The Dry January campaign is run by Alcohol Concern and last year more than two million people were estimated to have cut down their drinking for the month.
Campaigners claim taking part brings “significant health benefits”, from “weight loss and better sleep ... to more money in your pocket”.
However, Ian Hamilton, a lecturer in health sciences at York University, has said that just because Dry January is popular, it “does not mean it is effective”.
• READ MORE: Dry January: Good or bad? The view from two experts
Writing in the British Medical Journal (BMJ), he stated: “Alcohol Concern’s ambition is to alter people’s relationship with alcohol by encouraging us to reduce the amount we drink, not just for a month but for life. Unfortunately, this type of campaign has had no rigorous evaluation.”
Mr Hamilton said it was not clear who Dry January was targeting and those taking part may drink the least amounts in any case.
“Because participants select themselves, it could attract the people at lowest risk from health problems related to alcohol,” he said.
“Because they consume less alcohol, they are also likely to find a month of abstinence relatively easy.”
Mr Hamilton also said people tended to be “economical with the truth” when it comes to how much they drink.
He added: “Dry January risks sending out a binary, all or nothing, message about alcohol – that is, either participate by abstaining or carry on as you are.”
He argued that “people may view their 31 days of abstinence as permission to return to hazardous levels of consumption till next New Year’s Day... ‘I’ve had a month off, so now I can drink as much as I did before’.”
However Professor Sir Ian Gilmore, an honorary consultant physician at the Royal Liverpool University Hospital, who is on the board of trustees at Alcohol Concern, disputed Mr Hamilton’s argument.
He wrote: “Our per capita consumption has doubled over 40 years, we have 1.5 million heavily dependent drinkers in this country, and alcohol has become a central part of most social occasions.
“So what could possibly be wrong with encouraging and supporting the estimated two million or so adults who decide on Dry January to take a month off the booze and have time to reflect on their drinking?”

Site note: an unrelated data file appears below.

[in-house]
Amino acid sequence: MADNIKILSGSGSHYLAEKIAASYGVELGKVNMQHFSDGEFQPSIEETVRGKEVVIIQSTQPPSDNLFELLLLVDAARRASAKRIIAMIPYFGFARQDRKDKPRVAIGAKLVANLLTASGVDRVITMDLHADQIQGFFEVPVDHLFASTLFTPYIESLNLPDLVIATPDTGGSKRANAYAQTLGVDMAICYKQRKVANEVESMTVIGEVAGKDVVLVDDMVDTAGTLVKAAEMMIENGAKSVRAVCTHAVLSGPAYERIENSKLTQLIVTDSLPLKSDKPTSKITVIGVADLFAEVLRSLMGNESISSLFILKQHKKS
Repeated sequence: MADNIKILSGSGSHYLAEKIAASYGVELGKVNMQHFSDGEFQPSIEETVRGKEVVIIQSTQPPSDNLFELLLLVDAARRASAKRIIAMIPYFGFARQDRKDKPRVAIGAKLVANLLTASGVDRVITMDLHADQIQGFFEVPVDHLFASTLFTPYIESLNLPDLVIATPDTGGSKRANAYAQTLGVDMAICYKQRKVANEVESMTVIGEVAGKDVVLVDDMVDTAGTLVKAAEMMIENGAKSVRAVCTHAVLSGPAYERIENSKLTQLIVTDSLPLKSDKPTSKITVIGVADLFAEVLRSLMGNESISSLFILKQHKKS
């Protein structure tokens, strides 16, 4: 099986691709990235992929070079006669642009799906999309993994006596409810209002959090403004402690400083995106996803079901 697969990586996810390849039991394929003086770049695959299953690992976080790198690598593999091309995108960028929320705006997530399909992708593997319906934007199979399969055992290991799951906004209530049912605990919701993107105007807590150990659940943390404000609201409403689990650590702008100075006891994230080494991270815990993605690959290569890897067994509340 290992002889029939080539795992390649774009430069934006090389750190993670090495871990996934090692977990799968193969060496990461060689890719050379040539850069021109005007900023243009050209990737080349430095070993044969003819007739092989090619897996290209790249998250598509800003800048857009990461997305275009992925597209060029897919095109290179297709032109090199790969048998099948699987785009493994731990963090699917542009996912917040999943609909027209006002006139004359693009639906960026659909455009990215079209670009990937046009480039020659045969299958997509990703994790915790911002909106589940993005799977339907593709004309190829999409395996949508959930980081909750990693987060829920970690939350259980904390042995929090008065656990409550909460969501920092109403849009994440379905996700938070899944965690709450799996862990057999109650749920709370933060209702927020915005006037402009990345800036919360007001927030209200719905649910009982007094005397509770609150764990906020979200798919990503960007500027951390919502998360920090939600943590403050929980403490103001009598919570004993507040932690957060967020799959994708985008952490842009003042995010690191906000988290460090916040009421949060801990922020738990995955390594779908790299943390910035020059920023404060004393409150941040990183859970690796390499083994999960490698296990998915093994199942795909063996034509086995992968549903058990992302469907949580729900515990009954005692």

He said the campaign had been shown to have effects past the month of January.
Evaluation of the 2015 campaign by Public Health England showed that 67 per cent of participants said they had had a sustained drop in their drinking six months on.
Some 8 per cent also “stayed dry”.
Sir Ian added: “In an earlier evaluation by the University of Sussex, 79 per cent of participants said they saved money, 62 per cent of participants said they slept better and had more energy, and 49 per cent said they lost weight.”
Furthermore, people experienced “relief that they are not as dependent on that regular ‘anxiolytic agent’ as they thought; there is a life out there that does not have to revolve around drinking”.
Sir Ian said Dry January should not be treated as a fundraising endeavour “culminating in drunken celebration at the month’s end, nor as an excuse for thinking ‘job done; body detoxed; I can go straight back to the old ways for the rest of the year’”.
He also said heavy drinkers were advised to see their GP before stopping suddenly and completely.
The debate comes a week after the UK’s chief medical officers issued new guidance saying no level of regular drinking is without risk to health.
Jackie Ballard, chief executive of Alcohol Concern, said the campaign was evaluated “to ensure that it really does work in the long term, not just for the month of January”.
She said alcohol is linked to more than 60 medical conditions and recent research showed that having just one month off has “a positive impact on blood pressure, cholesterol and liver”.